Greece always supports the need for peace in Ukraine
Prime Minister Alexis Tsipras paid a visit to Ukraine on February 8th-9th in order to hold talks with the political leadership, as well as with representatives of the Greek community. He was accompanied by Foreign Minister Nikos Kotzias, Deputy Foreign Minister for Greeks Abroad Terrence Quick and the head of the Foreign Ministry’s International Economic Relations General Secretariat, George Tsipras.
On the first day, Premier Tsipras met with his Ukrainian counterpart Volodymyr Groysman, whilst on the second he was received by President Petro Poroshenko.
The two delegations were said to have held broad talks before joint statements were made to the press, followed by separate working dinners between the two Premiers and the President and their delegations.
The Greek delegation also visited the museum and Cathedral of St. Sophia in Kiev, while in the afternoon they met with representatives of the Greek Community in Ukraine.
Prime Minister Tsipras’ visit to Ukraine took place in a very dangerous period of time due to renewed hostilities, however, there are a number of reasons for this visit, diplomatic sources said to the Athens-Macedonian News Agency (ANA).
First of all, the fact that Athens adheres to the doctrine of the multidimensional foreign policy. The developments in Ukraine determine to a large extent the Euro-Russian relations and this is considered rather important for the government. Moreover, US-Russian relations have entered a new phase, following the election of the new US President, Donald Trump.
In addition, the Greek government has a great interest in security in the region, part of which is certainly the Black Sea “neighbourhood.” More particularly because many thousands of Greek origin Ukrainians live in Ukraine, some of them in very dangerous areas.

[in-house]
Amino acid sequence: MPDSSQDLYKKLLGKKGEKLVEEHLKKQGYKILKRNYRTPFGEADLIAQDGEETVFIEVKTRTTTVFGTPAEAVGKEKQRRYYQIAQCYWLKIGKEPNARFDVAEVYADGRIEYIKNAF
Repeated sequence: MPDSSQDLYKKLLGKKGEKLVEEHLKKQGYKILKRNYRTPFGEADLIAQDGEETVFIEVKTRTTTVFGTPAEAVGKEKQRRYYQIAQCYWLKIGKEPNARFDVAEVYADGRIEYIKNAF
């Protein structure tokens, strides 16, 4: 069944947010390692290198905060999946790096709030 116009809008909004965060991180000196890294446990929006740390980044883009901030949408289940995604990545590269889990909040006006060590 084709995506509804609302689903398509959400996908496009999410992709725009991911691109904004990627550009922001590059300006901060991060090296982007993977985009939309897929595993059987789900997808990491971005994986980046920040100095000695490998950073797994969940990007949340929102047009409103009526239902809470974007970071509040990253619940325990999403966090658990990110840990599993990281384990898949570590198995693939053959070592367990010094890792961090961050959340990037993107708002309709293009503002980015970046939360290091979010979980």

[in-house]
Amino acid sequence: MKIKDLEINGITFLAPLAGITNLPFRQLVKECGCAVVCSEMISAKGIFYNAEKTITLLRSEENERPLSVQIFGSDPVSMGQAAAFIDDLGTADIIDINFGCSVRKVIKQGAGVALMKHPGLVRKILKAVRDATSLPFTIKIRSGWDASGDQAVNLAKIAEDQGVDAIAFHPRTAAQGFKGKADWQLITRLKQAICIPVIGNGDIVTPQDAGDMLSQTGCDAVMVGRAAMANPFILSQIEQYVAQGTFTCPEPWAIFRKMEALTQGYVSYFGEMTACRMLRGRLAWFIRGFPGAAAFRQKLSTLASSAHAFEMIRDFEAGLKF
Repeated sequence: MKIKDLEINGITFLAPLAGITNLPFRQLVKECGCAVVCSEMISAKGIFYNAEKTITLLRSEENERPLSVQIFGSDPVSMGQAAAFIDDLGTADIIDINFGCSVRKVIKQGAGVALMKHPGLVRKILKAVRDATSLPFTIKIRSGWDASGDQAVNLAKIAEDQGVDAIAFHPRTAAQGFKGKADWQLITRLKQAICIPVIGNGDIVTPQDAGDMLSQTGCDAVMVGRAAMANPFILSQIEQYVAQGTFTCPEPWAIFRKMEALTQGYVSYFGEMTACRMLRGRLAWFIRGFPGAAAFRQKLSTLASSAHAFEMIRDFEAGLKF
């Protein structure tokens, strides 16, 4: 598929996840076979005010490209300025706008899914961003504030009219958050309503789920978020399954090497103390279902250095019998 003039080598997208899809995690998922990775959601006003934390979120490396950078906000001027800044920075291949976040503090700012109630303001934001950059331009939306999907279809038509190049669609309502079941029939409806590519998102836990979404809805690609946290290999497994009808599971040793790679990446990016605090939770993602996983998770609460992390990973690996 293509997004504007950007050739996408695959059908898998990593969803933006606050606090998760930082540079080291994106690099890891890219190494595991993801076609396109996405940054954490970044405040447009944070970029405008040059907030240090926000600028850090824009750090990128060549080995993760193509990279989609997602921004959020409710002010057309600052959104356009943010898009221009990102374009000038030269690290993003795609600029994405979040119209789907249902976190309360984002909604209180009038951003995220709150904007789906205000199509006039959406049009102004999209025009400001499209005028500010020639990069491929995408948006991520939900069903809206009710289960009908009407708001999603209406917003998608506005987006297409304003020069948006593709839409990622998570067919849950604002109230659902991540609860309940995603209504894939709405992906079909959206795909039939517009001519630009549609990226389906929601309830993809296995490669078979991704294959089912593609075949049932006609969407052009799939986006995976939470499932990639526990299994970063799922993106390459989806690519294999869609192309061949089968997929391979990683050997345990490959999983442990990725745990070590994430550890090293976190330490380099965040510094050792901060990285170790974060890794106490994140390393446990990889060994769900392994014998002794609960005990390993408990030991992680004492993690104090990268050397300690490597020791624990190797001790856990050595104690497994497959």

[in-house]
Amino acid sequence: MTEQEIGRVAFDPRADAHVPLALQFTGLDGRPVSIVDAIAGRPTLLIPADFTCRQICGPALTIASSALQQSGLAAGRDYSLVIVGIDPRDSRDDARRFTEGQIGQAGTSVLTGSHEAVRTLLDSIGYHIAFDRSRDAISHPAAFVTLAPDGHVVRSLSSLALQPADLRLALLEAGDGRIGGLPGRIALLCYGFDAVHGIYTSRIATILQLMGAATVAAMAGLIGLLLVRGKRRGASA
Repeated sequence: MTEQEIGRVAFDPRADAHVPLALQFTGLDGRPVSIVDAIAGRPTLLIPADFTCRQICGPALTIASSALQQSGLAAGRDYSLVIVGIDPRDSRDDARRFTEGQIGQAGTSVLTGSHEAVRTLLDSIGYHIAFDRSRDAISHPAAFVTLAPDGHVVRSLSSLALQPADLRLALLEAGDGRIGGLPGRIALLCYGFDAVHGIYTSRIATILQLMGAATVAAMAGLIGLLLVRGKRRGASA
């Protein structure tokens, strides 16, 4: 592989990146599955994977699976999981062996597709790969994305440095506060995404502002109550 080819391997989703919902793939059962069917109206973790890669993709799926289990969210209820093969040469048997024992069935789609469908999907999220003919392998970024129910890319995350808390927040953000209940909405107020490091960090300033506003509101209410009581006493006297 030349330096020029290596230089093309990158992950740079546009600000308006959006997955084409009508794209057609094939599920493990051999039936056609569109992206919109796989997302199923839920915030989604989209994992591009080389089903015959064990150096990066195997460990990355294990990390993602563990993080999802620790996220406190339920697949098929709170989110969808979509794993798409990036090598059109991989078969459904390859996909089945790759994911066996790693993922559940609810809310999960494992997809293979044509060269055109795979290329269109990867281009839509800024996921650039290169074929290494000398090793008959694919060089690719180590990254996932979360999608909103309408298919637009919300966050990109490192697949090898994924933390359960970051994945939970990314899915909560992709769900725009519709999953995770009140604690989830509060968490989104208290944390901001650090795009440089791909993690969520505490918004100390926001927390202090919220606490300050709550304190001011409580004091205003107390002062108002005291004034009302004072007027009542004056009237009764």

Prime Minister Tsipras called for the implementation of the Minsk Agreement in Ukraine during a joint press conference with Ukrainian counterpart Volodymyr Groysman in Kiev.
“Concerning regional developments, we watch with concern the resurgence of tensions. Greece always supports the need for peace in Ukraine,” he told journalists. “We are at a new transitional phase for global developments and our countries must strengthen dialogue to ensure peace in the wider region. The Minsk Agreement for peace in Ukraine must be implemented,” he added.
The two leaders discussed at a private meeting earlier bilateral relations and international developments, as well as economic cooperation. “I want to note that Greece has a particular interest in the wider Black Sea area, with which it is connected through ties. More than 100,000 Ukrainian citizens of Greek origin live in Ukraine and speak the Greek language,” he said.
As regards economic cooperation, the Greek Prime Minister stated that “we decided to hold an inter-ministerial meeting in the near future,” stressing that there are significant opportunities ahead. He also referred to the Greek Ukrainian Economic Forum taking place in Kiev. Finally Alexis Tsipras called the meeting with his Ukrainian counterpart very important.
On his side, Premier Groysman thanked the Greek Premier for his first visit to Ukraine saying the two countries have a wide range for cooperation. “There is ample room for economic cooperation. We discussed security issues and bilateral relations for the cooperation between the two countries,” he said.